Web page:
PBBM urged to make ‘stronger stance’ on Spratlys

PBBM urged to make ‘stronger stance’ on Spratlys

By Junex Doronio
October 28, 2022

MANILA — In what could be seen as a follow-through on the earlier declaration of President Bongbong Marcos that he will never surrender even a square inch of the country’s territory, a senior United States defense official has urged that the Philippines must continue to speak out openly on the arbitral tribunal ruling that invalidated China’s excessive maritime claims in the South China Sea.

The Spratly island chain in the South China Sea — which was made a municipality of Palawan in 1978 by the President’s late father and namesake, former President Ferdinand E. Marcos Sr. through Presidential Decree No. 1596 — is believed to be rich in oil and mineral deposits.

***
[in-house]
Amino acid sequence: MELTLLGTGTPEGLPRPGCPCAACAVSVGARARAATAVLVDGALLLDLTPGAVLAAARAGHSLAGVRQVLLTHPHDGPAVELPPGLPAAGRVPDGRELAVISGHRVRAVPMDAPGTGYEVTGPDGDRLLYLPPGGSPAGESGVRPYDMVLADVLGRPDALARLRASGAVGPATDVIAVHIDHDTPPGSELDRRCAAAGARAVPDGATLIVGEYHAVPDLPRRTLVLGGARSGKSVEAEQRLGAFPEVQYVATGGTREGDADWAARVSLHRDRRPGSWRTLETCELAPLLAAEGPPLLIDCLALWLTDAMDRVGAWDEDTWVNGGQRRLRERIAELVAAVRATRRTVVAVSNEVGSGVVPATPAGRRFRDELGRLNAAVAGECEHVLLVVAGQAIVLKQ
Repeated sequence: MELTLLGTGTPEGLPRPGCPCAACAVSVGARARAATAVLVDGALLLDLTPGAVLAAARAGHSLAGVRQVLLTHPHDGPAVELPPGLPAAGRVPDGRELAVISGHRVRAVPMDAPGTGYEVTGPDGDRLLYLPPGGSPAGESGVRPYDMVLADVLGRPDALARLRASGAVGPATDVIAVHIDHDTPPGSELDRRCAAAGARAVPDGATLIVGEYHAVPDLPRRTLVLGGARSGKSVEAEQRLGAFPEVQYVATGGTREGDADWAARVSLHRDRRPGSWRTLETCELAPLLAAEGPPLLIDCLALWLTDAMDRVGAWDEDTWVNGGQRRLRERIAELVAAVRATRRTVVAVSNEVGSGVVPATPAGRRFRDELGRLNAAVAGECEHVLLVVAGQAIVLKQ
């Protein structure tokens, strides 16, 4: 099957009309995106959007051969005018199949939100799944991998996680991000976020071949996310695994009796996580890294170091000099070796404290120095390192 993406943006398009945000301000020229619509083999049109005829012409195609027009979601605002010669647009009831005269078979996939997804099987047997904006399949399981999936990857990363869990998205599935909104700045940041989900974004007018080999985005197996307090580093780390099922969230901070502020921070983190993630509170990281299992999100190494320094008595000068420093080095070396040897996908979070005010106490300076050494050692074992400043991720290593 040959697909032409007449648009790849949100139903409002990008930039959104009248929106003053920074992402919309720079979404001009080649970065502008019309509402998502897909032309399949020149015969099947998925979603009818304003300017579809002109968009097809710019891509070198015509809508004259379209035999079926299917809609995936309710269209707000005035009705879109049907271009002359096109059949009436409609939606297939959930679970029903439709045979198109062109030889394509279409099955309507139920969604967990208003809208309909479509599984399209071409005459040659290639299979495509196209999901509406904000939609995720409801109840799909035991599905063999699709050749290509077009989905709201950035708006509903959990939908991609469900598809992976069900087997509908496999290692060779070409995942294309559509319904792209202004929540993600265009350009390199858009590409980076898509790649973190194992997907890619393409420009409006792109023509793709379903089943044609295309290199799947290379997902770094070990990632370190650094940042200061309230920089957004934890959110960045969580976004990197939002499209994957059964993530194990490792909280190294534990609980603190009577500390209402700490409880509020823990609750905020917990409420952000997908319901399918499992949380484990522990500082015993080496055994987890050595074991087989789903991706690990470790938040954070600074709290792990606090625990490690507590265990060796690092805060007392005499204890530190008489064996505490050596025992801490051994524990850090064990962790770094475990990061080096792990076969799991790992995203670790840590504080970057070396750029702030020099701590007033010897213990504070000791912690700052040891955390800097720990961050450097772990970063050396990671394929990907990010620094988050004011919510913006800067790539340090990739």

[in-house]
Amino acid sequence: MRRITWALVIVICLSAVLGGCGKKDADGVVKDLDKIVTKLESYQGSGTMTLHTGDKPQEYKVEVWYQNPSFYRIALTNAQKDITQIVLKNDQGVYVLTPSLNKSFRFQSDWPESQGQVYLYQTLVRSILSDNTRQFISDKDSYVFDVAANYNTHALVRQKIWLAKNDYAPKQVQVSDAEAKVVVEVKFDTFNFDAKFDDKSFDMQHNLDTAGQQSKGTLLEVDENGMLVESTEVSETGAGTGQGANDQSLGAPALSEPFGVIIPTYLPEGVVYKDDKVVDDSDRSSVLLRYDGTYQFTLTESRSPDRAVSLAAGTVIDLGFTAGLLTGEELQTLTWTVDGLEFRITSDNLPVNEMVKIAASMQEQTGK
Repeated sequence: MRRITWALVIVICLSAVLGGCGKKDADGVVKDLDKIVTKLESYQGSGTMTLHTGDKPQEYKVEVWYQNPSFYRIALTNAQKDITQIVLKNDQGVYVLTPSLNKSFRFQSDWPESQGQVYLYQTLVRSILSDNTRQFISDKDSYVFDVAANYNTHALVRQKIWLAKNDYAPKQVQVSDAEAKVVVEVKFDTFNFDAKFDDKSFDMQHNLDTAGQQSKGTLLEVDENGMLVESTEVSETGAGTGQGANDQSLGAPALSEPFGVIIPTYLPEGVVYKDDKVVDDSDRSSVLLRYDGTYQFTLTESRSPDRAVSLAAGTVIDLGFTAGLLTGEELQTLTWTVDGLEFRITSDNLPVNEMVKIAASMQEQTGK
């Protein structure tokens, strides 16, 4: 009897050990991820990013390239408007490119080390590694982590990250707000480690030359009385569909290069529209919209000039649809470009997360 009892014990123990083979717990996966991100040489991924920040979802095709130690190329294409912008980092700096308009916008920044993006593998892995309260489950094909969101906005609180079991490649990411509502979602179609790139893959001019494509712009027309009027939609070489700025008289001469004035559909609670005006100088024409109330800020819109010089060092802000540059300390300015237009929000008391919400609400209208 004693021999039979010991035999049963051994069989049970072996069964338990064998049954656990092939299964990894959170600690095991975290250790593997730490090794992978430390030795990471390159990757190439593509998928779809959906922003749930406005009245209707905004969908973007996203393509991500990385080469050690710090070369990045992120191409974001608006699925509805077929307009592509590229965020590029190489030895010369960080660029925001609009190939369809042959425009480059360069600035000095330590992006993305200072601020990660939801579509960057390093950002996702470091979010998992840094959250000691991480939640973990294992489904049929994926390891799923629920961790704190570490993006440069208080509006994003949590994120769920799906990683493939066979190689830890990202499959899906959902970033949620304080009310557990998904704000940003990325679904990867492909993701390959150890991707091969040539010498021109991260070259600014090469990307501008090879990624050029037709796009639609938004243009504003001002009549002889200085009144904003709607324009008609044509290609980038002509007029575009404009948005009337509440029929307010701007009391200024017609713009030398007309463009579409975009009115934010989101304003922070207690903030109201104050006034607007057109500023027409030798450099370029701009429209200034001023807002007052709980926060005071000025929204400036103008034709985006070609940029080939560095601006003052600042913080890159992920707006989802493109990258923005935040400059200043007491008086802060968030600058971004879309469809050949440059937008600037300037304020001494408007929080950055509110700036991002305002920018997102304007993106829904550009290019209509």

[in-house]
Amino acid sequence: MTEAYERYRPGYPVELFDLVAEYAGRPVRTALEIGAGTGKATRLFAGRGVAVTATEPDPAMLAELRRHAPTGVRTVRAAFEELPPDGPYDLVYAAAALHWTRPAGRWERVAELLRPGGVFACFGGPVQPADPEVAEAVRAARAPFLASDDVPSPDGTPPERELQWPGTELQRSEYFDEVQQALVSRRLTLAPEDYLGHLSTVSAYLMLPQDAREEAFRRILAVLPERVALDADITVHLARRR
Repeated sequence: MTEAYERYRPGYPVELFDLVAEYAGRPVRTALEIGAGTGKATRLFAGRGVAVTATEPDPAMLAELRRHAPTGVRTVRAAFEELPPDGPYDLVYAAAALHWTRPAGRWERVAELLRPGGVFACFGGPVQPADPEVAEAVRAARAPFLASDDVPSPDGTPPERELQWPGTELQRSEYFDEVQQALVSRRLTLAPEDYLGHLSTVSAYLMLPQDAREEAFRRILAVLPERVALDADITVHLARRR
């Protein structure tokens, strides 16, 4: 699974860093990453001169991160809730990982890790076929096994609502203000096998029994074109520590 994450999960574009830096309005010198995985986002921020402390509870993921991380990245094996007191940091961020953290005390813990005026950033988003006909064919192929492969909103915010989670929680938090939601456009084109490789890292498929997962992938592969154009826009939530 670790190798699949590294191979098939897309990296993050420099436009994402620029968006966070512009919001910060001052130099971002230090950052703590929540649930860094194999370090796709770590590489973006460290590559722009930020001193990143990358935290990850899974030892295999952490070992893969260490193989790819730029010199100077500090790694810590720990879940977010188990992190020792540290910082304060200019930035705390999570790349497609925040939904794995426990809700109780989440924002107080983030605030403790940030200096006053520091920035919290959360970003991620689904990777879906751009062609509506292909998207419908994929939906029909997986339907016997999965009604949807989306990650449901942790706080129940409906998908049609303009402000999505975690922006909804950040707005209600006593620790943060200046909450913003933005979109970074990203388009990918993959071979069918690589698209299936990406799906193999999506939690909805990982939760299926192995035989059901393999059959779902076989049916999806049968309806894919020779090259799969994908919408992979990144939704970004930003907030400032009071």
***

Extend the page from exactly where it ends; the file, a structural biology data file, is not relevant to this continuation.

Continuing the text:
“I will not preside over any process that will abandon even a square inch of the territory of the Republic of the Philippines to any foreign power,” PBBM said in his first State of the Nation Address (SONA) on July 25, 2022.

Apparently reminded by the President’s bold declaration, the US defense official who requested anonymity, said Philippine diplomats should publicly remind the international community of China’s unlawful claims and stress that its assertions have no basis under international law.

“It is important for Philippine diplomats just as American diplomats and diplomats in all countries to speak out openly to say that there is an international legal ruling that has validated many of the claims that Manila is making and what entitlements it has in the South China Sea,” GMA News quoted the defense official telling Filipino journalists in an interview at the Pentagon.

To recall, the arbitration decision of the Permanent Court of Arbitration declared China’s historic claim over nearly the entire waters as illegal under a 1982 United Nations convention.

But China ignored the decision, calling it “ill-founded” and “naturally null and void.”

However, even if any ruling by the arbitral tribunal is legally binding, The Hague-based court has no enforcement power. (ai/mtvn)

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